I know you want it
You’re a good girl
Can’t let it get past me
You’re far from plastic
Talk about getting blasted
I hate these blurred lines
I know you want it
I know you want it
I know you want it
But you’re a good girl
The way you grab me
Must wanna get nasty
Go ahead, get at me
[Pharrell:] Everybody get up

[Verse 2: Robin Thicke]
What do they make dreams for
When you got them jeans on
What do we need steam for
You the hottest bitch in this place
I feel so lucky
Hey, hey, hey
You wanna hug me
Hey, hey, hey
What rhymes with hug me?
Hey, hey, hey

[Pre-chorus: Robin Thicke]
OK now he was close, tried to domesticate you
But you’re an animal, baby it’s in your nature
Just let me liberate you
Hey, hey, hey
You don’t need no papers
Hey, hey, hey
That man is not your maker
Hey, hey, hey

[Chorus: Robin Thicke]
And that’s why I’m gon’ take a good girl
I know you want it
I know you want it
I know you want it
You’re a good girl
Can’t let it get past me
You’re far from plastic
Talk about getting blasted
[Pharrell:] Everybody get up
I hate these blurred lines
I know you want it
I hate them lines
I know you want it
I hate them lines
I know you want it
But you’re a good girl
The way you grab me
Must wanna get nasty
Go ahead, get at me

[Verse 3: T.I.]
One thing I ask of you
Let me be the one you back that ass to
Go, from Malibu, to Paris, boo
Yeah, I had a bitch, but she ain’t bad as you
So hit me up when you pass through
I’ll give you something big enough to tear your ass in two
Swag on, even when you dress casual
I mean it’s almost unbearable
In a hundred years not dare, would I
Pull a Pharside let you pass me by
Nothing like your last guy, he too square for you
He don’t smack that ass and pull your hair like that
So I just watch and wait for you to salute
But you didn’t pick
Not many women can refuse this pimpin’
I’m a nice guy, but don’t get it if you get with me

[Bridge: Robin Thicke]
Shake the vibe, get down, get up
Do it like it hurt, like it hurt
What you don’t like work?

[Pre-chorus: Robin Thicke]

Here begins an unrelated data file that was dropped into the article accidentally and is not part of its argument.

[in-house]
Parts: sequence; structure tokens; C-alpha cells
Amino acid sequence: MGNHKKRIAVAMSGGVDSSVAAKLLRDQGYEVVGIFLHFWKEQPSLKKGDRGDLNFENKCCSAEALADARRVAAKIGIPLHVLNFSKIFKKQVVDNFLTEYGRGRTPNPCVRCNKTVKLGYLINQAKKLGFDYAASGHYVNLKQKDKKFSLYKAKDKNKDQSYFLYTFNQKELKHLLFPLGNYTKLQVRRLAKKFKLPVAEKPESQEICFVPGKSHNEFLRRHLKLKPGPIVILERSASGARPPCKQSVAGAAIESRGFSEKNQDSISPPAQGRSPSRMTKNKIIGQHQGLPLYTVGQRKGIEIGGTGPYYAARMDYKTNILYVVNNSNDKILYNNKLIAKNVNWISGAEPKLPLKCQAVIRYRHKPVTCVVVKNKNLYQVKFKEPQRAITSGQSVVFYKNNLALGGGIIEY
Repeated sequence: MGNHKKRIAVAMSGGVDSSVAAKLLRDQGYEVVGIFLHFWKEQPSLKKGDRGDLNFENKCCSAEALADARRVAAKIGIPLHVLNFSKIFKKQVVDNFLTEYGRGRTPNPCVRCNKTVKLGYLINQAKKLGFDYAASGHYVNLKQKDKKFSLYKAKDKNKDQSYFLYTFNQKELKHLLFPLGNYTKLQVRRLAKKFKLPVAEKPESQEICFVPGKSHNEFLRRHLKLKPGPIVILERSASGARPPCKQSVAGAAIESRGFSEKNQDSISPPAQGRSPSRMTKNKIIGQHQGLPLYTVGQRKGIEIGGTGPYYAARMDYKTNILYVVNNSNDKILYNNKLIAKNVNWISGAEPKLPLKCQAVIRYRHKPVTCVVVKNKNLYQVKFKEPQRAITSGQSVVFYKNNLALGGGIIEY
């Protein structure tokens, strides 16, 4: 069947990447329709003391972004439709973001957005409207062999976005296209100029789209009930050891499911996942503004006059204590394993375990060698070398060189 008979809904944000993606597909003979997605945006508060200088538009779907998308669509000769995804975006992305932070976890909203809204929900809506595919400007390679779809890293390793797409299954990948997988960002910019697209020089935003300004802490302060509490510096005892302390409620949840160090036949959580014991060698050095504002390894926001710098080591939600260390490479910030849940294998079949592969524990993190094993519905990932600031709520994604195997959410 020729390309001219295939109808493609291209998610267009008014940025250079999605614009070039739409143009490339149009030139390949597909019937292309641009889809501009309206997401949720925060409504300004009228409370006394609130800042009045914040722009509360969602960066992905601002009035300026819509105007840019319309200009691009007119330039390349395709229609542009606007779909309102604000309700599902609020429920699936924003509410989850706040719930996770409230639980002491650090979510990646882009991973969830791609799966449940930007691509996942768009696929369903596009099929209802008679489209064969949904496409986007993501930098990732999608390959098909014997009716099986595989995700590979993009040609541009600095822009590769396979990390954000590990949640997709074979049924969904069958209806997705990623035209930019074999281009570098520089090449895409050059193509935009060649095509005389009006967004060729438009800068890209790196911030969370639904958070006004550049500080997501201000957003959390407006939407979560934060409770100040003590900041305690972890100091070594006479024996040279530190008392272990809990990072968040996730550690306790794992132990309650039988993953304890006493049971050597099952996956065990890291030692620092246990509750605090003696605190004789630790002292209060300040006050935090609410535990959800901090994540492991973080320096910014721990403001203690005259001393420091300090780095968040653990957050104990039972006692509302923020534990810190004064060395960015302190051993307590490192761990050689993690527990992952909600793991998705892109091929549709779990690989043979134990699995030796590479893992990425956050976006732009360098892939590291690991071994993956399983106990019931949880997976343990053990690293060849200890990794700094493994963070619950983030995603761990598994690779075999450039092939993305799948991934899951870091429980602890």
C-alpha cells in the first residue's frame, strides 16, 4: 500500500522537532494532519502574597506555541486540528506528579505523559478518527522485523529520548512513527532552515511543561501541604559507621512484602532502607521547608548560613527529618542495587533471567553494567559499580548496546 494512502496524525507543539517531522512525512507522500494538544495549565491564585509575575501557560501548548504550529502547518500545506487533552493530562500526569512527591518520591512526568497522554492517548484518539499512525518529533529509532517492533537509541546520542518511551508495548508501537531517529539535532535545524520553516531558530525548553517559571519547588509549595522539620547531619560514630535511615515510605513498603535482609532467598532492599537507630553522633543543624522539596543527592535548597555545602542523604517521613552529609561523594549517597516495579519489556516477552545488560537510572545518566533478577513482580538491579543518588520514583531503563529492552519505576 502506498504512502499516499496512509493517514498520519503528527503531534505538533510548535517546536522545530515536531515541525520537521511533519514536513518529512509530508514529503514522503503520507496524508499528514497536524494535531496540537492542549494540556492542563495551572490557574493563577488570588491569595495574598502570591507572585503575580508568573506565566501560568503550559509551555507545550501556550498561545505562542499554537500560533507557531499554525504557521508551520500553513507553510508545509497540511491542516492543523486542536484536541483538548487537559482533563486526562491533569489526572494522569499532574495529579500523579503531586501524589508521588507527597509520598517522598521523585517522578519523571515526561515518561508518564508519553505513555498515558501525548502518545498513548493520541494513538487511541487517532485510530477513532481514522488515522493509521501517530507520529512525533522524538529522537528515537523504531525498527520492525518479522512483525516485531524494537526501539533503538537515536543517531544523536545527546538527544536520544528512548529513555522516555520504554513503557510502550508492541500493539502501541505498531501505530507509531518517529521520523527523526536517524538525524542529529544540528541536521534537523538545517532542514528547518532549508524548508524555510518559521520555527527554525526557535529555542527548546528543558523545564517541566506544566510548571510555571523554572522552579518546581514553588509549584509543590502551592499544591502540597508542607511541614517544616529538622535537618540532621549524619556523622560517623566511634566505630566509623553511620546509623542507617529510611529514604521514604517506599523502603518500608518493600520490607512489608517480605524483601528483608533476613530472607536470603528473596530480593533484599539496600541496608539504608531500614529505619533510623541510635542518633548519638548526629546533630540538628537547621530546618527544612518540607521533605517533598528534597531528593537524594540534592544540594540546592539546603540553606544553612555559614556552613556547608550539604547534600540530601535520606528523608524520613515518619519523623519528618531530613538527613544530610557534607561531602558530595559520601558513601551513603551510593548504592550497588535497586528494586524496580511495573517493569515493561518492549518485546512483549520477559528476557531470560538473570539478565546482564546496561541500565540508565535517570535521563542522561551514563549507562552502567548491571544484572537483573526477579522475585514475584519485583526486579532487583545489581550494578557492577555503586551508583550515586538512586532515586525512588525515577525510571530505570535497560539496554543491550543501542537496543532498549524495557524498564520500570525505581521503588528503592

Baby can you breathe? I got this from Jamaica
It always works for me, Dakota to Decatur, uh huh
No more pretending
Hey, hey, hey
Cause now you winning
Hey, hey, hey
Here’s our beginning

[Chorus: Robin Thicke]
I always wanted a good girl
(Pharrell: Everybody get up)
I know you want it
I know you want it
I know you want it
You’re a good girl
Can’t let it get past me
You’re far from plastic
Talk about getting blasted
I hate these blurred lines
(Pharrell: Everybody get up)
I know you want it
I know you want it
I know you want it
But you’re a good girl
The way you grab me
Must wanna get nasty
Go ahead, get at me

[Outro: Pharrell]
Everybody get up
Everybody get up
Hey, hey, hey
Hey, hey, hey
Hey, hey, hey

 

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Mere Seduction That Night

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It was one of those nights

We were ready to feast on each other sinfully, without regrets

Closing the door behind us, he looked at me with passion, a burning passion

And the slightest touch of our hands and our bodies became intimacy

A racing heart, increasing temperature, hungry, and needy

I watched the way he turned towards me with a glance that would entice

Grabbing a hold of my waist from behind with a slow-grind 

The moon’s gaze sneaked too many peeks upon this love affair

Without words, he guided me to the next room, unclothed his goddess

and I watched in admiration the unclothing of this most heavenly being

the night smelled of seduction and fiery passion